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Let me just say that after the past few days I’ve had, I’m thanking every little star in my sky that I have a supervisor who isn’t afraid to help me prioritize.

These days, I’ve got a ton of conflicting priorities and people on all sides are demanding my time and attention. Some are sending multiple emails (though understandably, since I’m about to declare email bankruptcy), as well as copying in my old supervisor, weirdly enough. But when I’m entirely overloaded, it’s an immense relief to be able to say “no” and refer them to someone farther up the chain than I am. Especially when that someone else can easily say that I’ve got more important tasks than theirs.

Being able to work down my list with someone who can make the call and take the heat that might follow is exactly what I need when I’m overwhelmed. I’d say it about halves my stress level, though that might be an exaggeration.

At the very least, it takes me out of the “I’ll never get this all done” mindset. Instead, it provides a path to how it might all get done.

I once had a supervisor who refused to prioritize my duties, tasks and projects. Even when I asked, the supervisor in question refused. And nothing drove me battier.

And I was less productive for it. I ended up switching between things, trying to do them all semi-evenly until one of them or another became an emergency. And that was no help at all. My stress level was immense.

Having learned from that, I try to make priorities quite clear to the folks who report to me. I realize not everyone works in the same fashion, nor does prioritization lower everyone else’s stress level the way it does mine, but it’s been my best tool to make things clear.

And it works on my end, at least. I get things when I need them, and no one in my charge complains they don’t know what to work on next.  I just hope it helps them with their stress level as well.

I woke this morning after dreaming about how to implement a really useful, effective way to use Twitter for the Admissions Office. Thankfully, I didn’t lose all the details upon waking, which sometimes happens to me with dreams interrupted by an alarm.

But I did think, upon waking, that the dream was a really bad sign. A really good sign too, but also a really bad sign.

It told me I don’t have enough waking time to process this sort of thing.

I suspect either tomorrow or the next day I’m going to have to tell my boss that I’ve reached critical mass. That I have too many tasks and need help. It’s swallow my pride time and I hate that.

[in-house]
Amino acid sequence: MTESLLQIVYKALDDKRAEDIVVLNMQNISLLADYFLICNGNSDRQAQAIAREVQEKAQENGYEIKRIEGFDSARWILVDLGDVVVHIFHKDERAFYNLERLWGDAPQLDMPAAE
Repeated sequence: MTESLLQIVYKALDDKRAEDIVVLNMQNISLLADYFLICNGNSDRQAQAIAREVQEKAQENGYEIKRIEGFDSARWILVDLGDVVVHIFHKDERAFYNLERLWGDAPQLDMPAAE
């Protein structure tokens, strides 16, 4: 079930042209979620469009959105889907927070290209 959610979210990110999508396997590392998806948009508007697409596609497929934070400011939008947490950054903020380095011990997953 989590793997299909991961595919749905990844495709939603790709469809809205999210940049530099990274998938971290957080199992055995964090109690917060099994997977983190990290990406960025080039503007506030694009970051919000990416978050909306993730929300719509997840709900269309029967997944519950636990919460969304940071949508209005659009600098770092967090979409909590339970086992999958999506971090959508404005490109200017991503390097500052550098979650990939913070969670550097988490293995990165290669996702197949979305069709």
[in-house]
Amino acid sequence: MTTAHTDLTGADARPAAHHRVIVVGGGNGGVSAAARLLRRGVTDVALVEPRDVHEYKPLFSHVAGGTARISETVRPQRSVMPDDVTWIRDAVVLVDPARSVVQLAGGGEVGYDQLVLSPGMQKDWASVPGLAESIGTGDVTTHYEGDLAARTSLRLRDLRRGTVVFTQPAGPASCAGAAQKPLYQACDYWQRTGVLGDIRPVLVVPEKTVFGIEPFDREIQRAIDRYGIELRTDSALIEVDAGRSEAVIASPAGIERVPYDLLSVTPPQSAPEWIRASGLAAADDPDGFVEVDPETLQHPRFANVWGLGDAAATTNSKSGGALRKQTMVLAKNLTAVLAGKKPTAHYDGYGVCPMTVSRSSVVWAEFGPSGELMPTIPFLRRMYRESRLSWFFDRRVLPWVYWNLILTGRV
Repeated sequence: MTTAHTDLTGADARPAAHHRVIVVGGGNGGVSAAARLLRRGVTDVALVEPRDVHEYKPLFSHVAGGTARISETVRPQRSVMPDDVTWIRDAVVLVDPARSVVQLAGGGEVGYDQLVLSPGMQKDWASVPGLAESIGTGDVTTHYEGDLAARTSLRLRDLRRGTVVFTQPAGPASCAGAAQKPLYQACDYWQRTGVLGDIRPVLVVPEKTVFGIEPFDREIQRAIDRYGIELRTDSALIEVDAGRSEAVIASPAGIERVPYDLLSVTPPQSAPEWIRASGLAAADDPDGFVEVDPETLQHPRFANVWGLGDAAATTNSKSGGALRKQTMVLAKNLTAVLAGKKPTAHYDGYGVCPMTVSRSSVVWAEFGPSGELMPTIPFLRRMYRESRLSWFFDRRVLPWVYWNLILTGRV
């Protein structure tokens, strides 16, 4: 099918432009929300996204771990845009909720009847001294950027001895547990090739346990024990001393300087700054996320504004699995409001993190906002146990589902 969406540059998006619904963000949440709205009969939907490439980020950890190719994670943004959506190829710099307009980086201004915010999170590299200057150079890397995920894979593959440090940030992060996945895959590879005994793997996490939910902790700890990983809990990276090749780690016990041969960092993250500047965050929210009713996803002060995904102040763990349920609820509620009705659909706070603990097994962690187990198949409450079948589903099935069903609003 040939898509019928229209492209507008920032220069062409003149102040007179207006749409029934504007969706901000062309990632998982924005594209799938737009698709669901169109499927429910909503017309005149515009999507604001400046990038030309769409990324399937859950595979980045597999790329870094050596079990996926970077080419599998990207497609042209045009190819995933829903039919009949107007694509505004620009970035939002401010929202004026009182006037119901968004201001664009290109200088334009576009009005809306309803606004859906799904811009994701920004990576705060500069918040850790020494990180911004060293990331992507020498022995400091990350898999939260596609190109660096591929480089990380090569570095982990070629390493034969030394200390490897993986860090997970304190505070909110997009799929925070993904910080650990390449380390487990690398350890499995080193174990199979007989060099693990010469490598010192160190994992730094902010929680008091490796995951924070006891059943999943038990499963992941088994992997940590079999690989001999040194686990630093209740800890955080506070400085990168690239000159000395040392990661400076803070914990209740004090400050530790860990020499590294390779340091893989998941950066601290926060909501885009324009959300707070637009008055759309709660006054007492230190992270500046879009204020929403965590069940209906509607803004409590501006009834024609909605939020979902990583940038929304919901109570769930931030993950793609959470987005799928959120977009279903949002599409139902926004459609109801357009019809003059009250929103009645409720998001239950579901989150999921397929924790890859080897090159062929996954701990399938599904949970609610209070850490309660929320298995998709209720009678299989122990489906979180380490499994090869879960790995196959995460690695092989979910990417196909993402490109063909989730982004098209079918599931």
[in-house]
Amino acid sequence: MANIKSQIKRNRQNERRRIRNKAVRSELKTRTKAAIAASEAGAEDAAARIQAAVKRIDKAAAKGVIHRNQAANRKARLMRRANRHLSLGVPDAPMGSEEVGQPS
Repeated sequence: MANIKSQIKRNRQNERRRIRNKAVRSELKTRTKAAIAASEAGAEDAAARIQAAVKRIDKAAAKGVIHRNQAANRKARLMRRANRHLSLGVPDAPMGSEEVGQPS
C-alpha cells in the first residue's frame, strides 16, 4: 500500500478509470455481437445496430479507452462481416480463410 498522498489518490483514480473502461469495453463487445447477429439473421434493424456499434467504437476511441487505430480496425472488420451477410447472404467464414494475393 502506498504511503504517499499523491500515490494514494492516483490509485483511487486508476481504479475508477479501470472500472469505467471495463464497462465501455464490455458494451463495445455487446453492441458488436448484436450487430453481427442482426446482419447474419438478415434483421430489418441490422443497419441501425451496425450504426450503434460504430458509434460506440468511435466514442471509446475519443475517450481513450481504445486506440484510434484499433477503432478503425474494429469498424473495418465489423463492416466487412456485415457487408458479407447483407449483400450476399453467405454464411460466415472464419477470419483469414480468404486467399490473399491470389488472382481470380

He’s just back from vacation and the approximately minute-and-a-half I had with him today was not the time to address this, but it does need to happen soon.

The firefighting I’ve been doing has shoved the less pressing things to a back shelf, and if we want to keep them alive, I’ve got to lean on others.

I hate that. I’ve always been a bit of an overachiever, and not always good at delegation: I’ve always subscribed to the “to get things done right, do it yourself” school of thought. But I’m learning. Sometimes the hard way.

In the process, though, I’m learning that people like to be challenged. When I hand over non-drudge work, work that requires critical thought and judgment, they appreciate it. Most of them realize that means I trust them.

And that trust is, sometimes, hard to come by. Hate to admit it, but it’s true. But I’ve got to learn better.  Hopefully other folks will help me out by doing well with the projects I hand over.

My day in brief:

  • Meetings 8:00 to 12:30, some of which were interrupted by three different people looking for me, all leaving tasks for me behind them.
  • Brief hour at my desk for email/IM and lunch.
  • Interview for a programmer position open from 1:30 to 2:30,
  • half-hour of post-interview review, then
  • a good hour of fire-putting-out on our online application for admission–with no resolution.
  • Back to email/tasks left behind.

No way I can answer all the email I got today, nor catch up on what I got previously and haven’t gotten to/resolved yet.

While today was mostly an exception, this sort of thing happens all the time, to one extent or another. And it’s frustrating.

And I know it’s not just me. Other people have similar workloads.

At some point, I’m going to have to call an embargo on meetings, or declare email bankruptcy, or not be on IM, or close and lock my door. Or all of the above. Something. Because otherwise, I can’t actually put into action the things I’m in those meetings for.

We’re down two content people in my office now, so that could be aggravating the problem. But man. Rough Friday.

The web obviously needs some man-hours, and not just in my office. If there are any web folks out there at Penn State twiddling their thumbs (not that I think there are), drop me a line. I sure could use the help.

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